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His quest is to usher in the genetic-based era of what he calls P4 medicine, short for predictive, preventive, personalized, and participatory.
First, he still gets by on about four to five hours of sleep at night, he says. When he’s in Seattle, he typically wakes up at 4 am to 5 am, and works a couple hours on his laptop. He then heads downstairs from his condominium in the Pike Place Market neighborhood to the gym, where he runs on a treadmill for 25 minutes and lifts weights for about 10 minutes, he says. He arrives at the office between 7 am and 9 am, and like on the day we met, typically has back-to-back meetings all day. He often has a working lunch brought in to the office, or picks up a bowl of soup across the street at the Essential Baking Company. Usually, he drinks a couple cups of coffee a day, and the occasional latte from Starbucks. But he claims he doesn’t need much artificial stimulation. “I think a lot of the drive comes from the fact that what we’re doing is unbelievably exciting, and it’s really going to change the world,” Hood says.
About one-third of the day is usually dedicated to science, and two-thirds for what he calls “everything else.” He tries to head home by 5 pm or 6 pm. Sometimes he works in the evening at home; other times he doesn’t, and just does some reading and thinking. He and his wife, Valerie Logan, often like to get out and walk downtown, especially to see Impressionist paintings at the Seattle Art Museum. “Downtown Seattle is really fun,” he says.
While he was telling me this, he was swiveling in his office chair, apparently with energy to burn. I asked him to show me his calendar for that day, September 18, and I found it revealing:
—Hood started his day being interviewed by a reporter at Science magazine for an article about networks, for about 40 minutes. “He didn’t know nearly as much about networks as he should if he’s going to write an article. I helped him, and gave him a bunch of references to look up,” he says. (Naturally made me gulp a bit, about whether I, too, was well-enough prepared.)
—Next, he met with Artie Buerk, a former president of Shurgard Storage and the founding partner of Buerk Dale Victor, a venture capital firm in Seattle. “Really interesting guy,” Hood says. “We talked about possible strategic partnering in Singapore among other things.”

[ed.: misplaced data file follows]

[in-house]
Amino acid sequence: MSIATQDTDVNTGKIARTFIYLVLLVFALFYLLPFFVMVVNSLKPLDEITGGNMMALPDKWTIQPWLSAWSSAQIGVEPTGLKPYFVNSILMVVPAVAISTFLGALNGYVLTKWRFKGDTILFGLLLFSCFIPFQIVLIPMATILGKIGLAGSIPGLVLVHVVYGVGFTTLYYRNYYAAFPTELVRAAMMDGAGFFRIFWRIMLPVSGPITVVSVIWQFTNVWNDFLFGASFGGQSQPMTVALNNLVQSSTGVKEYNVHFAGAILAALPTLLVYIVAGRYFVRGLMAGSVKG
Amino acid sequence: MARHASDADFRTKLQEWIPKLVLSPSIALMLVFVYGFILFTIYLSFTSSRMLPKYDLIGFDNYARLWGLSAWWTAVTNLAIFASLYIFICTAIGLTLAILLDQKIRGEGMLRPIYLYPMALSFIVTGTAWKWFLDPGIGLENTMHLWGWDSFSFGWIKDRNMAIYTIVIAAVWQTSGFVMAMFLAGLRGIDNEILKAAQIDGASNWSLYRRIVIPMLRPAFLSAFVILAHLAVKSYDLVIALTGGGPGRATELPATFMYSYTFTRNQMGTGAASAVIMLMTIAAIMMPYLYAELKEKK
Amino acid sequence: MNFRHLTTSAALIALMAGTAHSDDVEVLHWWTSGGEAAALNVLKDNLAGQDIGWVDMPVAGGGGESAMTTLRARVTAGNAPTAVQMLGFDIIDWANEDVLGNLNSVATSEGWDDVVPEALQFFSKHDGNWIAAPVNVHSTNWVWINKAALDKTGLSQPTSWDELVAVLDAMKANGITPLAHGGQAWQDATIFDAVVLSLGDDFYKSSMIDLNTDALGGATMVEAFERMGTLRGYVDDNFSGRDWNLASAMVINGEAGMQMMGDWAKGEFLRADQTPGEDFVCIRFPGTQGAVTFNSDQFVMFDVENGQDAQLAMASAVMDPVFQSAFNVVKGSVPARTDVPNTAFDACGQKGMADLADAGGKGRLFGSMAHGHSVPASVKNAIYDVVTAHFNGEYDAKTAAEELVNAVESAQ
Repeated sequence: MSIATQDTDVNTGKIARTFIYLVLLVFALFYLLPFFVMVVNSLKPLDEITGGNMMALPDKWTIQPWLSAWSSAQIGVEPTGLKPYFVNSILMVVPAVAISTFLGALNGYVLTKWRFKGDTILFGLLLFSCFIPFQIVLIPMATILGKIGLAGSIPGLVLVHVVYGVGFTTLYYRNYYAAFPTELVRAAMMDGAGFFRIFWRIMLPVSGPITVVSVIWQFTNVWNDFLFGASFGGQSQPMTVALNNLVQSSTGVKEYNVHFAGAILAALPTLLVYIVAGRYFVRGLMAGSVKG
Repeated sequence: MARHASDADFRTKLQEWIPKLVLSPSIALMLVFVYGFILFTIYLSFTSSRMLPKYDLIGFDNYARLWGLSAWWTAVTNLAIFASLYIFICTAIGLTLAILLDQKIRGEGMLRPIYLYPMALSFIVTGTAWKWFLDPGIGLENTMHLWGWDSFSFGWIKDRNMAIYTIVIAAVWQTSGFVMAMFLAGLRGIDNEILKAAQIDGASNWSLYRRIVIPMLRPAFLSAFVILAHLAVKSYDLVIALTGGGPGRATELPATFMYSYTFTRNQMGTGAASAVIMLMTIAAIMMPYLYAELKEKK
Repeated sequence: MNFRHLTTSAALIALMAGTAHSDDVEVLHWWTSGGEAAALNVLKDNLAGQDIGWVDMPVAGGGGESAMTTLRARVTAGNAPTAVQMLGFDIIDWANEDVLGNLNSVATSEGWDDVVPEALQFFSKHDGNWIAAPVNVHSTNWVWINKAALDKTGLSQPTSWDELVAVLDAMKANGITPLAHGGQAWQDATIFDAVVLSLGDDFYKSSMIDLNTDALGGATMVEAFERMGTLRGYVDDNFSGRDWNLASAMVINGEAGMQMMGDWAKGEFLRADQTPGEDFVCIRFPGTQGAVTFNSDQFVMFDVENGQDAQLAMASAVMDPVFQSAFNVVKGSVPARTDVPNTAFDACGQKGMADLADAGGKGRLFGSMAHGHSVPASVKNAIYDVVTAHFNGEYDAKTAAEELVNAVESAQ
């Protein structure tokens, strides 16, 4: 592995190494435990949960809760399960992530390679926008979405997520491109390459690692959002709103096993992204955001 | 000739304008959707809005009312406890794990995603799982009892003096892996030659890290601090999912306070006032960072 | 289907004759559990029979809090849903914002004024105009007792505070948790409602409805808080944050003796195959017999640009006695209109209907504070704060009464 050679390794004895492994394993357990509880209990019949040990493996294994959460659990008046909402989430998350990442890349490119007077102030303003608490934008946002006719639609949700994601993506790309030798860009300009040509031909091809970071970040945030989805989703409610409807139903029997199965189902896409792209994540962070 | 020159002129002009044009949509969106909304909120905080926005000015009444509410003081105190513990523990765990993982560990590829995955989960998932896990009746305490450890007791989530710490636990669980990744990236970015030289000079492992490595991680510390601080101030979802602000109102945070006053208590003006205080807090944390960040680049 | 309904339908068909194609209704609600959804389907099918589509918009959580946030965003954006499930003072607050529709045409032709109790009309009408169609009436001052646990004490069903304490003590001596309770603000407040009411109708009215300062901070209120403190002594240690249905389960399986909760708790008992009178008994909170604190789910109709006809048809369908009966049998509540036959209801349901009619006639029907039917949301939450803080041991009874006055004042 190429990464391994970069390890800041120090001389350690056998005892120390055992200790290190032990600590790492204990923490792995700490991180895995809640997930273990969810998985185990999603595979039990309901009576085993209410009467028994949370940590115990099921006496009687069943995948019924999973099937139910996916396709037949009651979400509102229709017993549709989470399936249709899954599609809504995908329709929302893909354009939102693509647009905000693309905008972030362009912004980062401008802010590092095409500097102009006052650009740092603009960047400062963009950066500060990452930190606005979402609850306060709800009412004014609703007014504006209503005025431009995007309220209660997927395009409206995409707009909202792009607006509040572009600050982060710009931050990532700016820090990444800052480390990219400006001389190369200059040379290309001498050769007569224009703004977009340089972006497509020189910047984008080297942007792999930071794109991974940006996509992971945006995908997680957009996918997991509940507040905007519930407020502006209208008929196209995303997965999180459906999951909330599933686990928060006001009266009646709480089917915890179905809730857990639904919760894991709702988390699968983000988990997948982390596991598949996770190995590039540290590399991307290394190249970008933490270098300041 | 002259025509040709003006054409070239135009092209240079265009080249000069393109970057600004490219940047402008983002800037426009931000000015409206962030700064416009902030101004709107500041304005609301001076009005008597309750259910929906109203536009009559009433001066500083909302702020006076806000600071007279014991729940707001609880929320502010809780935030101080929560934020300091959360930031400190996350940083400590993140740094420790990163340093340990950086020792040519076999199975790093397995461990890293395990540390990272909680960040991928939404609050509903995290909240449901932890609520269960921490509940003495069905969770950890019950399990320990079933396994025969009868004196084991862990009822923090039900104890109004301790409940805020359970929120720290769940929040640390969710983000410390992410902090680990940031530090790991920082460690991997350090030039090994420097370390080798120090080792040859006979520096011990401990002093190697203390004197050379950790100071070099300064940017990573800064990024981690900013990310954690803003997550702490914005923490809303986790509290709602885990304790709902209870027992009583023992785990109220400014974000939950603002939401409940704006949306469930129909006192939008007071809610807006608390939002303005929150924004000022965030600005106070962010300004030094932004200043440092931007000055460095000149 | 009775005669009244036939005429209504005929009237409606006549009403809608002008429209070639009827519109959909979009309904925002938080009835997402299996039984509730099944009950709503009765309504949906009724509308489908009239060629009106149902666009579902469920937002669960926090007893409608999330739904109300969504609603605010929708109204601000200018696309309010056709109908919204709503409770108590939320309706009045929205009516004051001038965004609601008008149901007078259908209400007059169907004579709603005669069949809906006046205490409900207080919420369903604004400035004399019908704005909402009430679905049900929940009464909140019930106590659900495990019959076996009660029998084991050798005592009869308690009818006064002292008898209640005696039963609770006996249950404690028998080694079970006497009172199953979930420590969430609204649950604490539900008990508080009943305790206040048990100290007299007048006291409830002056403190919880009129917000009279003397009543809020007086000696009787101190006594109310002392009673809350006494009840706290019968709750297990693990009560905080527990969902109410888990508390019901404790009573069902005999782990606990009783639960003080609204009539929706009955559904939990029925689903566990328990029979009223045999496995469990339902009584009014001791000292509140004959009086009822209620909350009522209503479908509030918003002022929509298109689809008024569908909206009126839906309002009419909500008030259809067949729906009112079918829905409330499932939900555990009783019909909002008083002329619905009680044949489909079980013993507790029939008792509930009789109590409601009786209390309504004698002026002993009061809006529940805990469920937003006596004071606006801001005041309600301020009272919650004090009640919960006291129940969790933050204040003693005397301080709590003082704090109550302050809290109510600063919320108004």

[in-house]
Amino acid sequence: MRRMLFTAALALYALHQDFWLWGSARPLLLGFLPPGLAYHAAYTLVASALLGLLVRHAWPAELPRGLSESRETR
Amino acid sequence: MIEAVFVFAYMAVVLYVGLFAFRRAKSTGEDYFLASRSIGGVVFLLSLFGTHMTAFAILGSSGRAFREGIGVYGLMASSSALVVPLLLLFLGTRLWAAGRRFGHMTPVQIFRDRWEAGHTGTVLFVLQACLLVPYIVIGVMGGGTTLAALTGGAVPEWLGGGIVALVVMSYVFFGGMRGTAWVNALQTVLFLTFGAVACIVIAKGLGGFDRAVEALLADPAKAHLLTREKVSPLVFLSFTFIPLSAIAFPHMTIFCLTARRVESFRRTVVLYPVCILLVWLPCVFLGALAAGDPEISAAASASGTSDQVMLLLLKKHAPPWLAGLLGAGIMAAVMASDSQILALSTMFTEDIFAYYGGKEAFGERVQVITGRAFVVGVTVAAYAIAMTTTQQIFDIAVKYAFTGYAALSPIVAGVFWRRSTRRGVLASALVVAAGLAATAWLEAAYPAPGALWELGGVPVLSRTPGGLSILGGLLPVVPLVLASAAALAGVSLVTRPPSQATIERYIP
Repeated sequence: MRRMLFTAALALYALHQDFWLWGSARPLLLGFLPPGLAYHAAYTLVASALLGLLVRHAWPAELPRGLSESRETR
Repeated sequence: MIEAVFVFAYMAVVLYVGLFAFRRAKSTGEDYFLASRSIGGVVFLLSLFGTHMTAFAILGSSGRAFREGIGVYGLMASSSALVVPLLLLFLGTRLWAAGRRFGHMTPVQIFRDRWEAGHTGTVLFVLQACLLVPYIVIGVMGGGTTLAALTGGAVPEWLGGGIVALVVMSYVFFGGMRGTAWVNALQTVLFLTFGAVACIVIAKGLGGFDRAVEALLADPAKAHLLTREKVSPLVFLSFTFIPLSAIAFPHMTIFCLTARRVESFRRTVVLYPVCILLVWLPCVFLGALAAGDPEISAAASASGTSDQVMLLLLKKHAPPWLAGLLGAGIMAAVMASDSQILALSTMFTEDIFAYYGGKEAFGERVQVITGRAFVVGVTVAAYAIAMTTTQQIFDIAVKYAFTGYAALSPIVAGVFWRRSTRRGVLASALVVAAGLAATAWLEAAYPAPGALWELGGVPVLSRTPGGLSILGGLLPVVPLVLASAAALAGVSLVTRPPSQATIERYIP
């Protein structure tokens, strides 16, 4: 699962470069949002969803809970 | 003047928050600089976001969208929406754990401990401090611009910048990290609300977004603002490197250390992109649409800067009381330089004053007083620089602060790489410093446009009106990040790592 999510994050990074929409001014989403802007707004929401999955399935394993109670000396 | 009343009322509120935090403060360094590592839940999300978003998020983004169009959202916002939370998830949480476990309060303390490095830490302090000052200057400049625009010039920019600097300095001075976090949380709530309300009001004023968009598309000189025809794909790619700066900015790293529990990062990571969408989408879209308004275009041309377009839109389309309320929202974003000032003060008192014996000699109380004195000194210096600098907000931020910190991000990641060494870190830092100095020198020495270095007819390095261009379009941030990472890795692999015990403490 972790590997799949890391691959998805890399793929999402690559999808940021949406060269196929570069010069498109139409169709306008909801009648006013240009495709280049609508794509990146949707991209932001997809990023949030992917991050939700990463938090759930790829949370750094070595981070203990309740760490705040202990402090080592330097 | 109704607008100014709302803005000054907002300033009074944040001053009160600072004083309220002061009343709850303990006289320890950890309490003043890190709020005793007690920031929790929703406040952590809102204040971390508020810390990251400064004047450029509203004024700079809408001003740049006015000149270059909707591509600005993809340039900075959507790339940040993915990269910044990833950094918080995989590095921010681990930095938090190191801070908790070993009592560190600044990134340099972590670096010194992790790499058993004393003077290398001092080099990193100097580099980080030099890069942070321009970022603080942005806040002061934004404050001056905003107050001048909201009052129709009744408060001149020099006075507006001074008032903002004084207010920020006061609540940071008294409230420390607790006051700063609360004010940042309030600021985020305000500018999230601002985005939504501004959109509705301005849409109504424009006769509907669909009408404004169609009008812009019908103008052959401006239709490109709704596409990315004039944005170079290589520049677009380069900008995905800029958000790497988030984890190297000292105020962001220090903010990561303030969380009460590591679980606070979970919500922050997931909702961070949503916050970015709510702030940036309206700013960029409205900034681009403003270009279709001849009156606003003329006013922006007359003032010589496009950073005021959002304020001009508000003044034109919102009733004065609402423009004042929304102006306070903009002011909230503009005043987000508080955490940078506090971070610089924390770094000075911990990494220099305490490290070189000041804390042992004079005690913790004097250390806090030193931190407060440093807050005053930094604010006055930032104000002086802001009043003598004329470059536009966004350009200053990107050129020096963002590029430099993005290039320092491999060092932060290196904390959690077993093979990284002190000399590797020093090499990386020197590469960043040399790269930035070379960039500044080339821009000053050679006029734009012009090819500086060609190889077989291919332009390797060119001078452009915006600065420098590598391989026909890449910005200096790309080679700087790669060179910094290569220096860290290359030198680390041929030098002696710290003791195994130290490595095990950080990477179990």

—Then, he spoke to someone at the University of Virginia who invited Hood to give a lecture on the 200th anniversary of Charles Darwin’s birth (Feb. 12, 2009) about the naturalist and evolution. The guy wanted to know what Hood planned to talk about. “I equivocated and told him, I’d put together two alternative scenarios and he could choose from them, so he was happy about that,” Hood says.
—After that, Hood spoke over the phone with Doug Fambrough, a general partner with Oxford Bioscience Partners in Boston. “He’s the son of a really good friend of mine that I went to graduate school with, so I’ve known him since he was a little kid.” The subject turned to Hood’s new company, Integrated Diagnostics. “He was excited about it,” Hood says.
—Next was a conversation with a banker from Bank of America about financing options on ISB’s loan for its building. Hood didn’t say much about that, but he got more animated about the next item on the calendar, a conversation with Baylor Medical Center in Texas about a partnership that will give ISB access to “enormously interesting” patients with autoimmune diseases like rheumatoid arthritis and multiple sclerosis. They also have some intellectual property that might be of use to Integrated Diagnostics, so a meeting was scheduled, Hood says. … Next Page »
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